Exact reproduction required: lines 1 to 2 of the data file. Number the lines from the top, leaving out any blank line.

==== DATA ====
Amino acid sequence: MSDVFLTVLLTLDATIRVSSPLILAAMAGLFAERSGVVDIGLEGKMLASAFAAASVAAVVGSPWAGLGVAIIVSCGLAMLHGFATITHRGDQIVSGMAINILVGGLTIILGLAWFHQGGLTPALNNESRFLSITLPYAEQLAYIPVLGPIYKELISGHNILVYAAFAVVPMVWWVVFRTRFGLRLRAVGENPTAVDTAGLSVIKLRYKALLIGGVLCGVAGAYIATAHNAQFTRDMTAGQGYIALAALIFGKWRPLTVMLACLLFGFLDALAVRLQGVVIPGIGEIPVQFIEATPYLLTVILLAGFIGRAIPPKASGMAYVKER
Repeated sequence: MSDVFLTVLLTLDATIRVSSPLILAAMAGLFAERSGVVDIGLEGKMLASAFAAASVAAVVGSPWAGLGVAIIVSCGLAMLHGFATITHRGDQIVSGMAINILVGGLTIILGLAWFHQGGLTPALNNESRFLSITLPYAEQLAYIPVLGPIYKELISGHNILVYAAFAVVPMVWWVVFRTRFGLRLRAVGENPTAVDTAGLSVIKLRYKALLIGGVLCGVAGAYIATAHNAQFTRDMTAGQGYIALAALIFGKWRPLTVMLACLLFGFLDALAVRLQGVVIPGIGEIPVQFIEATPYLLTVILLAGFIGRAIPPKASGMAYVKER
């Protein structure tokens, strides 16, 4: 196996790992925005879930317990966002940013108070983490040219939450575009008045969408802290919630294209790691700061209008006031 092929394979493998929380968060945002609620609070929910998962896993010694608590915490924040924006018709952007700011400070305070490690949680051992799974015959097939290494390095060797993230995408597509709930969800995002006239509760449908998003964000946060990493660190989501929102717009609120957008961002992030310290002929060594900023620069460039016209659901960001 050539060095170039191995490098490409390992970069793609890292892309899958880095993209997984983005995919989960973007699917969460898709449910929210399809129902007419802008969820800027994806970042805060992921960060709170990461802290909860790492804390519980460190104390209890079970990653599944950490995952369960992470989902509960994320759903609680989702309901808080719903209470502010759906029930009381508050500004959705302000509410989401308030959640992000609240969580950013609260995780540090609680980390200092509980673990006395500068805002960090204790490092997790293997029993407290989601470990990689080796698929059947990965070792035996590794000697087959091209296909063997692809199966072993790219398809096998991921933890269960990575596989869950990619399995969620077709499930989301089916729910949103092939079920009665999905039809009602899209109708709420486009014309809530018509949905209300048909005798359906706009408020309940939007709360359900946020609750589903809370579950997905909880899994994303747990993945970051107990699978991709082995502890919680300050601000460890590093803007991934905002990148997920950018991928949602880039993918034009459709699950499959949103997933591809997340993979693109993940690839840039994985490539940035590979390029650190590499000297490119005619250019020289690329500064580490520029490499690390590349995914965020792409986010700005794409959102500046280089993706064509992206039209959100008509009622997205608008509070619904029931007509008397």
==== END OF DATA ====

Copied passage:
Amino acid sequence: MSDVFLTVLLTLDATIRVSSPLILAAMAGLFAERSGVVDIGLEGKMLASAFAAASVAAVVGSPWAGLGVAIIVSCGLAMLHGFATITHRGDQIVSGMAINILVGGLTIILGLAWFHQGGLTPALNNESRFLSITLPYAEQLAYIPVLGPIYKELISGHNILVYAAFAVVPMVWWVVFRTRFGLRLRAVGENPTAVDTAGLSVIKLRYKALLIGGVLCGVAGAYIATAHNAQFTRDMTAGQGYIALAALIFGKWRPLTVMLACLLFGFLDALAVRLQGVVIPGIGEIPVQFIEATPYLLTVILLAGFIGRAIPPKASGMAYVKER
Repeated sequence: MSDVFLTVLLTLDATIRVSSPLILAAMAGLFAERSGVVDIGLEGKMLASAFAAASVAAVVGSPWAGLGVAIIVSCGLAMLHGFATITHRGDQIVSGMAINILVGGLTIILGLAWFHQGGLTPALNNESRFLSITLPYAEQLAYIPVLGPIYKELISGHNILVYAAFAVVPMVWWVVFRTRFGLRLRAVGENPTAVDTAGLSVIKLRYKALLIGGVLCGVAGAYIATAHNAQFTRDMTAGQGYIALAALIFGKWRPLTVMLACLLFGFLDALAVRLQGVVIPGIGEIPVQFIEATPYLLTVILLAGFIGRAIPPKASGMAYVKER